I beg to differ ANSELM, it does not need competence to capitulate to every thing!

        Reply
        1. IanB
          March 18, 2023

          @MFD +1

          Reply
      6. mancunius
        March 18, 2023

        A competent Prime Minister would a) understand the legal implications of and b) be wary about signing binding treaties he does not understand.
        A good PM would read and take seriously the interpretation the EU places on the agreement.
        A wise and mature PM would not connive with the EU to shackle this country’s economic future to a moribund, failed would-be superstate, just to keep the flow of watery veg going from the Low Countries, and to placate backbenchers who want unimpeded access to their villas in the Med.
        This PM (Rose is right, he is a Usurper, and more Perkin Warbeck than Henry IV) is like a little boy who gets into his father’s car, sounds the horn and wrenches the steering wheel around a bit, and is convinced he is ‘driving daddy’s car’.

        Reply
    2. Peter Wood
      March 18, 2023

      I’m beginning to think Mr. Sunak has a very thin skin; loves all the attention when he’s telling us how brilliant his actions are, but can’t handle serious questions or challenges. Sign of inexperience perhaps.
      How is it we are cursed with PMs with inadequate experience or strength of character. As for Max Headroom, what a disaster…

      Reply
      1. Mickey Taking
        March 18, 2023

        we are cursed because of the paucity of candidate MPs to pick from.

        Reply
        1. rose
          March 18, 2023

          And that is because our media make public life unattractive.

          Reply
          1. Mickey Taking
            March 18, 2023

            or perhaps the PM/Cabinet make sincere MPs into sheep?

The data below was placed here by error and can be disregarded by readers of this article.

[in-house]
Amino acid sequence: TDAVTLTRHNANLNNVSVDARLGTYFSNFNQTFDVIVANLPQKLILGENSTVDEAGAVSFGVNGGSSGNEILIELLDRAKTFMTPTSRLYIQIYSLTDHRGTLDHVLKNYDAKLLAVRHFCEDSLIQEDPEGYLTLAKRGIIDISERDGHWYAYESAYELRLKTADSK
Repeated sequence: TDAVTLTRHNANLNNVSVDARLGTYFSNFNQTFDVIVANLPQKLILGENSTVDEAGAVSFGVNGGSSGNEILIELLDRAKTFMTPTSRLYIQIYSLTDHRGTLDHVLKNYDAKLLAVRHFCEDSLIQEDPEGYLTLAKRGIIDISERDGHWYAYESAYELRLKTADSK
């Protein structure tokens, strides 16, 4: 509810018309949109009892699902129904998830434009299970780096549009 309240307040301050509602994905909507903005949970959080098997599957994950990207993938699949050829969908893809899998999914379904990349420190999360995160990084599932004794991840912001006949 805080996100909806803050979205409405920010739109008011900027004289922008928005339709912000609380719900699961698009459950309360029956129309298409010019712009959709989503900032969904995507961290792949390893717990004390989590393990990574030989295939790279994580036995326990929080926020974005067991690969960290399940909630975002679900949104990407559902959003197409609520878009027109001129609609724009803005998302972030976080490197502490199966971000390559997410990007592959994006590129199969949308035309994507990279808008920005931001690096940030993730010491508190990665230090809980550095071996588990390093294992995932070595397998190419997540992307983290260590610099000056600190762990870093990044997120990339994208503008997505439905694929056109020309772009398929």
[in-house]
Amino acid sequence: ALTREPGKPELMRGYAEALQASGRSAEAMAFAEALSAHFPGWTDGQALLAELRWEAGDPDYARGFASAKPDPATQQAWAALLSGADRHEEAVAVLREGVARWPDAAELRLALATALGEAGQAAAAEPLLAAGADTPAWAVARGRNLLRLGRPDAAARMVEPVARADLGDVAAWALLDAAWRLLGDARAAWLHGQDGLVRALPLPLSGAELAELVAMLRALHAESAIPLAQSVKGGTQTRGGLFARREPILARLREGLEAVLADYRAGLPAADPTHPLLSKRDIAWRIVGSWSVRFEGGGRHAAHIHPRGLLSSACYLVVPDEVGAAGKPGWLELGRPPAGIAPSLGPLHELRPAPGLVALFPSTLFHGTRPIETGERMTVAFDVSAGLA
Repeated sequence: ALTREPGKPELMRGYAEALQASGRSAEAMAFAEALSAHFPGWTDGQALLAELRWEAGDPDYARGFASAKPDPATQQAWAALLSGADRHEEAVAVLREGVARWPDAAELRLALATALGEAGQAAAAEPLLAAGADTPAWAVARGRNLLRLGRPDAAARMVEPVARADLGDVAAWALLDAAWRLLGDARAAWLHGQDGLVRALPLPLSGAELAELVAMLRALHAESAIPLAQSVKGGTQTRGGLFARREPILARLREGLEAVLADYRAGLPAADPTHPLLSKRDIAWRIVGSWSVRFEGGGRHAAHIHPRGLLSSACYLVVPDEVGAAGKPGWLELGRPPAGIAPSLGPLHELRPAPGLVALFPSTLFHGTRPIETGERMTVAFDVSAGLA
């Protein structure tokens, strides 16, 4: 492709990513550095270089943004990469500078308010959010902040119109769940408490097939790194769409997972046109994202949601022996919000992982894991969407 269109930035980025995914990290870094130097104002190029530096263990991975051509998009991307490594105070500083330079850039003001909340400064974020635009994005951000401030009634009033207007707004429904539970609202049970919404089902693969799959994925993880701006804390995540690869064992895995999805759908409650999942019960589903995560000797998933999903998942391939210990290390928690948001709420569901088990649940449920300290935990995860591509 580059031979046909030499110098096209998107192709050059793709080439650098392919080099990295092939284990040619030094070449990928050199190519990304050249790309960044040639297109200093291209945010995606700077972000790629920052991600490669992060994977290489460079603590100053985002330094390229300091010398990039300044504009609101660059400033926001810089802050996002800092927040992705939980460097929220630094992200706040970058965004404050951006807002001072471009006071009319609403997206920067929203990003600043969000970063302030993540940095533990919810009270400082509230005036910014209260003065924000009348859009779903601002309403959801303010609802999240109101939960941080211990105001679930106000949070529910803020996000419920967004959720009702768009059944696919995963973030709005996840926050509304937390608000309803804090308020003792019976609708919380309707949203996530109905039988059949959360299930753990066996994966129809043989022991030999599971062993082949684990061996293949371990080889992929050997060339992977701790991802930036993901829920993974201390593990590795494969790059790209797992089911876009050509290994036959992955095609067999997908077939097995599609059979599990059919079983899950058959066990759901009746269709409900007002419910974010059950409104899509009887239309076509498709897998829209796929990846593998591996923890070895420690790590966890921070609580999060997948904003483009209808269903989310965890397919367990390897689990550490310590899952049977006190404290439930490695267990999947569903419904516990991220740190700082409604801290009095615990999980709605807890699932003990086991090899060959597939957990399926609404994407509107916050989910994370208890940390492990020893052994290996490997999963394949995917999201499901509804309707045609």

No place for opinions, we are fortunate to hear Sir John’s – you don’t have to always agree.

          2. rose
            March 18, 2023

            Mickey, we are fortunate indeed.

  5. turboterrier
    March 18, 2023

    It is being reported that the Irish politicians are costing with the EU it what amounts to the possible start of a trade war if the UK step out of line of the new agreement.
    Why do our leaders not see through all this facade and read all the small print before totally committing the country to another form of control from the EU?
    You never deal with people who when you shake hands you count your fingers afterwards. Walk away and stay away. Why kèep trying to deal with people who only want it one way, their way?

    Reply
    1. turboterrier
      March 18, 2023

      costing should have read cosying.

      Reply
    2. a-tracy
      March 18, 2023

      If the Irish want a trade war with the UK they would be seriously damaged if our weak politicians actually stood firmly on the UKs side! Which they don’t.

      Reply
  6. Lynn Atkinson
    March 18, 2023

    This is another unacceptable ‘agreement’. If the Government push it through the people will take the matter into their own hands as they have done before.
    Pushing your way through the parliamentary process does not win hearts and minds, as Macron is discovering.
    It will be far to dangerous for Biden to visit should this ‘agreement’ be enacted.
    Be careful about thwarting the British people too. We are losing our sense of humour.

    Reply
  7. Brian Tomkinson
    March 18, 2023

    Perhaps Sunak intends following the example of his pal Macron and ignore the views of Parliament.

    Reply
    1. Mickey Taking
      March 18, 2023

      reaching out for a 3-line whip again?

      Reply
      1. mancunius
        March 18, 2023

        He won’t need it though – he has Labour’s tame Nibelungen hordes to vote it through. They can’t believe how easy he has made it for them to 1) take over power, as Sunak has alienated the majority of Conservative voters outside the Home Counties, and b) use the Quisling Framework to sign up to the EU single market and customs union.